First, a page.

This council has banned drones in parks and public spaces – Staffordshire Live

Recreational and leisure use on land owned by the local authority will not be permitted
Drones can only be used on Stafford Borough Council’s land for work reasons according to a new policy – meaning parks and public open spaces are a no-fly zone for leisure purposes.
In recent years the flying of smaller drones has become increasingly popular for recreational uses such as capturing birds-eye images of the world, as well as proving a helpful tool for tasks including land and building survey work.
But drone use has also led to concerns about noise nuisance and privacy if the machines are flown over residential gardens, as well as the potential danger of the aircraft to wildlife and people, particularly when they are being landed.
A number of local authorities have drawn up regulations governing the use of drones in public spaces. And now Stafford Borough Council has devised its own policy, which was backed by cabinet members at their meeting on Thursday (June 10).
Anyone wishing to fly a drone from or above borough council land will have to gain permission from the authority first. And it will only be granted where drone usage helps to reduce risks of working at height or aids professional services.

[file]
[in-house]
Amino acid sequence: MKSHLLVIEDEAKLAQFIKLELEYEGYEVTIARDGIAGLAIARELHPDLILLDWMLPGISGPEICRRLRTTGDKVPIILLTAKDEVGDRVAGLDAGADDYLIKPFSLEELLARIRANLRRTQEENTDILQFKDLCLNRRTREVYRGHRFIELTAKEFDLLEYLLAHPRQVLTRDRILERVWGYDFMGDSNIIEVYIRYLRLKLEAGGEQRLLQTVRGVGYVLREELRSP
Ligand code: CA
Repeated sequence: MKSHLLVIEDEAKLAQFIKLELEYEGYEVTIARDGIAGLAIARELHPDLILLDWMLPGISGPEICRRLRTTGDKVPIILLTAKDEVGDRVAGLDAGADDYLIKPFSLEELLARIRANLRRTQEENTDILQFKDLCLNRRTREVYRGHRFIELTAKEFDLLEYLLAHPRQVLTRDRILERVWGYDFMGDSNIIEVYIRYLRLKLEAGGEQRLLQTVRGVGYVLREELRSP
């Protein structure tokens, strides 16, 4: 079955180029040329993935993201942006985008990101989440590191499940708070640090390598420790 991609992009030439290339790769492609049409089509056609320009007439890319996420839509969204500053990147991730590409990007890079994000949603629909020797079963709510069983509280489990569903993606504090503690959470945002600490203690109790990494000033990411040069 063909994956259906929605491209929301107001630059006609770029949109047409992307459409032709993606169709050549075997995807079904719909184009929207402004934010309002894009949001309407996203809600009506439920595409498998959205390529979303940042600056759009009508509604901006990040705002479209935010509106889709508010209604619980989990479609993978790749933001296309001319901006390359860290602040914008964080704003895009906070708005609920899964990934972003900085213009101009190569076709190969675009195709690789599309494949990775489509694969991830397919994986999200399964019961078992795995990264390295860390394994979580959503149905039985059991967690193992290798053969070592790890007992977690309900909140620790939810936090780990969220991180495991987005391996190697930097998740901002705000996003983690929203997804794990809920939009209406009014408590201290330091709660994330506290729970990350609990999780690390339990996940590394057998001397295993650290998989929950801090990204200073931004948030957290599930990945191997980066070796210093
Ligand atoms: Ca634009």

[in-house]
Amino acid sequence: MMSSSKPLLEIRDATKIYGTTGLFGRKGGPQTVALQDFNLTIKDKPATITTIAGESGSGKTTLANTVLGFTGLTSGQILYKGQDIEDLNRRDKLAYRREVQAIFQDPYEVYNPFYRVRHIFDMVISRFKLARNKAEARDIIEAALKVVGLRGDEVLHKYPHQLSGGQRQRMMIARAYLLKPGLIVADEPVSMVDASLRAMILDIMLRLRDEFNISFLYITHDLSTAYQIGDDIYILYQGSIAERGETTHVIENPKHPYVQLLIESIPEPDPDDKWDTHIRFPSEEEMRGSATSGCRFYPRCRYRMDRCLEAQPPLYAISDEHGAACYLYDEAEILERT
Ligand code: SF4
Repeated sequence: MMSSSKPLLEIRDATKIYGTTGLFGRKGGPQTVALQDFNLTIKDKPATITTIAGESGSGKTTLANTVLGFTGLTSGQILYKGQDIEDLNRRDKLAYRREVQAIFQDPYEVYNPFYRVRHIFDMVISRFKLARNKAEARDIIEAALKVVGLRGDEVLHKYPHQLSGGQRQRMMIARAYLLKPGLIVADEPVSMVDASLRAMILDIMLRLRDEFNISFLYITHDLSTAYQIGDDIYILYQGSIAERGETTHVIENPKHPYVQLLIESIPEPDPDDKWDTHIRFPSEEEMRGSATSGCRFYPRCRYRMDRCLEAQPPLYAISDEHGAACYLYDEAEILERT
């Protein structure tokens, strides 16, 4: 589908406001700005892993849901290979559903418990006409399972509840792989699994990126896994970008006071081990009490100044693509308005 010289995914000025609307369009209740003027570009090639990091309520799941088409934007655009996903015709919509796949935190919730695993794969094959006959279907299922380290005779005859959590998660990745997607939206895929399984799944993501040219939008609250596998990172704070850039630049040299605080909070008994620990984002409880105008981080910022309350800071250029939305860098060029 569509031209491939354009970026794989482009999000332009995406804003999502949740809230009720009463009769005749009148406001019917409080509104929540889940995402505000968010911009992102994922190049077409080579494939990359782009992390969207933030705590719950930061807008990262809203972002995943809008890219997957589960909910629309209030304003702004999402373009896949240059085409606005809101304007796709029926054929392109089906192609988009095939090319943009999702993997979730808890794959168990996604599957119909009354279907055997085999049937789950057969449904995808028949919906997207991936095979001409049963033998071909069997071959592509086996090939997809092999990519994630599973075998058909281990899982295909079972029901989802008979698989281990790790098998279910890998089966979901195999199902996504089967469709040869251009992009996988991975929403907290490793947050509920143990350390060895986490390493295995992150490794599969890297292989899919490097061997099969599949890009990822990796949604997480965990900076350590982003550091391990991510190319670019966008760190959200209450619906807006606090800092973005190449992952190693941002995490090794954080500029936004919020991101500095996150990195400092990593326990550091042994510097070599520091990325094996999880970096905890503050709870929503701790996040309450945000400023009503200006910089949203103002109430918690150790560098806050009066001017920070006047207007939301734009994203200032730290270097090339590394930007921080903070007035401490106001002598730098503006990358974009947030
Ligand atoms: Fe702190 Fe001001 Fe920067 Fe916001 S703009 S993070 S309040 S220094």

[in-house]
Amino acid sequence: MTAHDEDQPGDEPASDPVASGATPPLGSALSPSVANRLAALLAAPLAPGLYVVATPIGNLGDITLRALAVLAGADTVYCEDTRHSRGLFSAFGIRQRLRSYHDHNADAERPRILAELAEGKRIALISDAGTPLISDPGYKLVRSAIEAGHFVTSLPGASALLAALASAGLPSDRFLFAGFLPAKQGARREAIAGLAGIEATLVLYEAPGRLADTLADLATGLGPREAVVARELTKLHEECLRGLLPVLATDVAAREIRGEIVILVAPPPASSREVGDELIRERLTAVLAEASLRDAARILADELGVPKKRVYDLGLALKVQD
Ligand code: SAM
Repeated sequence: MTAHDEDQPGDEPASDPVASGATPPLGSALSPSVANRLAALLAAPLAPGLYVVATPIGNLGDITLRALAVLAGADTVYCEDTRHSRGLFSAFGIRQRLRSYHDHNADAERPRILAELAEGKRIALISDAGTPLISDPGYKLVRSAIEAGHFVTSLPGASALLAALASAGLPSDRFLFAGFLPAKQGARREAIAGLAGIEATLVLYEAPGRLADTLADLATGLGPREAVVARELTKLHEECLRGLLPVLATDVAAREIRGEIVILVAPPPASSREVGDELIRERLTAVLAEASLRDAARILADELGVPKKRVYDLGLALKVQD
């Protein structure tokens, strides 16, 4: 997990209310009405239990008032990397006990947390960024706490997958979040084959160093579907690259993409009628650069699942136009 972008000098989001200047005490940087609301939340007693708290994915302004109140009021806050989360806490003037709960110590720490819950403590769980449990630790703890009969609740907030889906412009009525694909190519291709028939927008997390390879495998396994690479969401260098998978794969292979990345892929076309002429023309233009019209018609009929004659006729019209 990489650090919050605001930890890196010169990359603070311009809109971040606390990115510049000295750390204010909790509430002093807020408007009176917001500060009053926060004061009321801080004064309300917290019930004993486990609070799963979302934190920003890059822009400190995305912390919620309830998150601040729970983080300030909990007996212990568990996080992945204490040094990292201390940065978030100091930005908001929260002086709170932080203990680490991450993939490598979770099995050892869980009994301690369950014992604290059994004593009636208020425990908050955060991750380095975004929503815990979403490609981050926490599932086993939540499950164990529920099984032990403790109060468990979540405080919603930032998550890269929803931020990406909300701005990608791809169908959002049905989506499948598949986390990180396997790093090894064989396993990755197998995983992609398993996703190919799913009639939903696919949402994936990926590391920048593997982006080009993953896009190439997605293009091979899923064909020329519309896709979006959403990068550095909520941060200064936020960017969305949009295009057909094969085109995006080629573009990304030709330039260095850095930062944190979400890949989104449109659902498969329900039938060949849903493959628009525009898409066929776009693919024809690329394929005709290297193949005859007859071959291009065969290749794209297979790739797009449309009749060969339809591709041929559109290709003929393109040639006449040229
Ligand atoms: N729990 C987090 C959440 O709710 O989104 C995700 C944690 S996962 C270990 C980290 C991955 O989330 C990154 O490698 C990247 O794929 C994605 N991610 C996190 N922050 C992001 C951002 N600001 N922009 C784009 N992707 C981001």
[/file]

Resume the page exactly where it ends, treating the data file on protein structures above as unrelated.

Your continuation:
Deputy leader Councillor Mike Smith told fellow cabinet members: “There have been a few requests by people to operate drones on council-owned land and therefore we need to have a consistent policy.
“If it’s work related – especially if it avoids the danger of working at height – then we’re OK with it. But we will not sanction the use for recreational purposes.
“There is always a risk that if the operator is careless a drone could injure somebody. The council would then have a liability if that was to happen.”
A report presented to Thursday’s meeting said: “The reasons for this policy (are) the close proximity of many of our parks and open spaces or other council owned land to neighbouring residential and business properties and the potential risk of causing disturbance, annoyance or harassment to occupants and the users (and) potential risk of accident, injury to visitors and site users to parks and green spaces or council property as a result of user or drone error.
“Granting permission could leave the council liable for subsequent actions brought about by drone activity when operated from land in the council’s ownership. (There is) potential risk of causing alarm, distress or harassment to the wildlife and biodiversity within the council’s parks and green spaces.
“Civil Aviation Authority guidance (specifies) that drones must not be flown within 50m from people, vehicles and buildings and/or over congested areas.”
Anyone wishing to request permission to fly a drone over council land will need to email its legal services department and provide a description of the purpose of the flight, details of launch and landing points and planned flight time and copies of a risk assessment and public liability insurance.

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